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Microsoft Extends Custom Support For NT Server Through 2006

With Windows NT 4.0 Server support due to end on December 31, Microsoft is prodding customers to migrate, but also extending its custom support plan for another year.

With Windows NT 4.0 Server support due to end on December 31, Microsoft is prodding customers to migrate as soon as possible, but also extending its custom support plan for another year to get them through the move.

Although the lifecycle of public (and free) support for Windows NT Server wraps at the close of 2004, a Microsoft executive said Friday that the Redmond, Wash.-based developer has made changes to its custom-support program to accommodate enterprises not yet ready to shift to a new operating system.

"We had planned to run the custom-support offering for the server migration through 2005," said Peter Houston, a senior director with Microsoft, in an online Q&A. "But some of our large enterprise and public-sector customers have told us they need until 2006 to complete the upgrade. To ease their migration, we've decided to run the custom-support program through 2006."

For a flat fee, Microsoft will make available security fixes to NT Server it deems are "critical" and "important," the two direst warnings it affixes to vulnerabilities. Earlier, Microsoft had said it would only produce critical updates to its custom-support customers.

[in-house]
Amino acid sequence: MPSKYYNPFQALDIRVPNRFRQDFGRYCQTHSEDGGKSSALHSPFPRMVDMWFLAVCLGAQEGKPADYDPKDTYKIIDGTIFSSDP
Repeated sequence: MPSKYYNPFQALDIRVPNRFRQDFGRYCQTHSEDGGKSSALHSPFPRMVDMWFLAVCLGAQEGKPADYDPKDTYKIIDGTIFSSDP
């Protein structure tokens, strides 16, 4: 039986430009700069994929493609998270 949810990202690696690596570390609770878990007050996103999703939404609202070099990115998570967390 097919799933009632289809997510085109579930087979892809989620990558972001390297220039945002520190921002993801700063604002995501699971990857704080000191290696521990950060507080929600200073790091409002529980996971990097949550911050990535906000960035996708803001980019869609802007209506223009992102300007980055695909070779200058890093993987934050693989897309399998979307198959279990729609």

"After hearing from customers that they want updates for vulnerabilities we've designated as 'Important,' we've found a way to deliver this," said Houston.

Another change to custom support for NT Server, said Houston, was a shortening of the minimum period that customers can subscribe. Now, companies can sign up for three-month stints, as well as the earlier six-month periods, a boon to companies that wrap up migration plans sooner than expected.

Even though Windows NT 4.0 Server support has already been extended past earlier deadlines, Houston was careful to point out that this wasn't an extension of NT's support lifecycle.

"The lifecycle for Windows NT Server will end in December, just as we originally told customers," he said. "The program we are offering is designed to help ensure the IT security of customers who need more time to migrate."

In case users haven't been listening, Houston repeated the Microsoft mantra regarding NT 4.0. "Every customer who is still running Windows NT 4.0 needs to begin their migrations as soon as possible," he said. Microsoft has been advising NT 4.0 Server customers to migrate to Windows Server 2003, its newest server OS.

"Windows NT Server 4.0 was developed before the era of sophisticated Internet based attacks," he said. "It's reached the point of architectural obsolescence [and] it would be irresponsible to convey a false sense of security by extending public support for this server product."

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